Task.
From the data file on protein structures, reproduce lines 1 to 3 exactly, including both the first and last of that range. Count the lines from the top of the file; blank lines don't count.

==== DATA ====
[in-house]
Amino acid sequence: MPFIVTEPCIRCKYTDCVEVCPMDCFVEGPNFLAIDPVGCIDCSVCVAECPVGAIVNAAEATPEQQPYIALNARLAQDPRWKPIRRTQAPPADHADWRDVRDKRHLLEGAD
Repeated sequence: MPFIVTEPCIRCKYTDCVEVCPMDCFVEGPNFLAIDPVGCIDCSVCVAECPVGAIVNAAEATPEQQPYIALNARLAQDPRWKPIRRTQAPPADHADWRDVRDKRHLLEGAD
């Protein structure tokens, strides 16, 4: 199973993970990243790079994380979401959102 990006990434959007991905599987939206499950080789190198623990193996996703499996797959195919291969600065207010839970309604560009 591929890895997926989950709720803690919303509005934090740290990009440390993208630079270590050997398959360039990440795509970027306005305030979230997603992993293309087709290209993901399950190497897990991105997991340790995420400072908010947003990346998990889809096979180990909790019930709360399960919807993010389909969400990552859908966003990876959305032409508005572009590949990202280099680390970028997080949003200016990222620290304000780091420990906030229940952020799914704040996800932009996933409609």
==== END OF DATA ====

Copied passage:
[in-house]
Amino acid sequence: MPFIVTEPCIRCKYTDCVEVCPMDCFVEGPNFLAIDPVGCIDCSVCVAECPVGAIVNAAEATPEQQPYIALNARLAQDPRWKPIRRTQAPPADHADWRDVRDKRHLLEGAD
Repeated sequence: MPFIVTEPCIRCKYTDCVEVCPMDCFVEGPNFLAIDPVGCIDCSVCVAECPVGAIVNAAEATPEQQPYIALNARLAQDPRWKPIRRTQAPPADHADWRDVRDKRHLLEGAD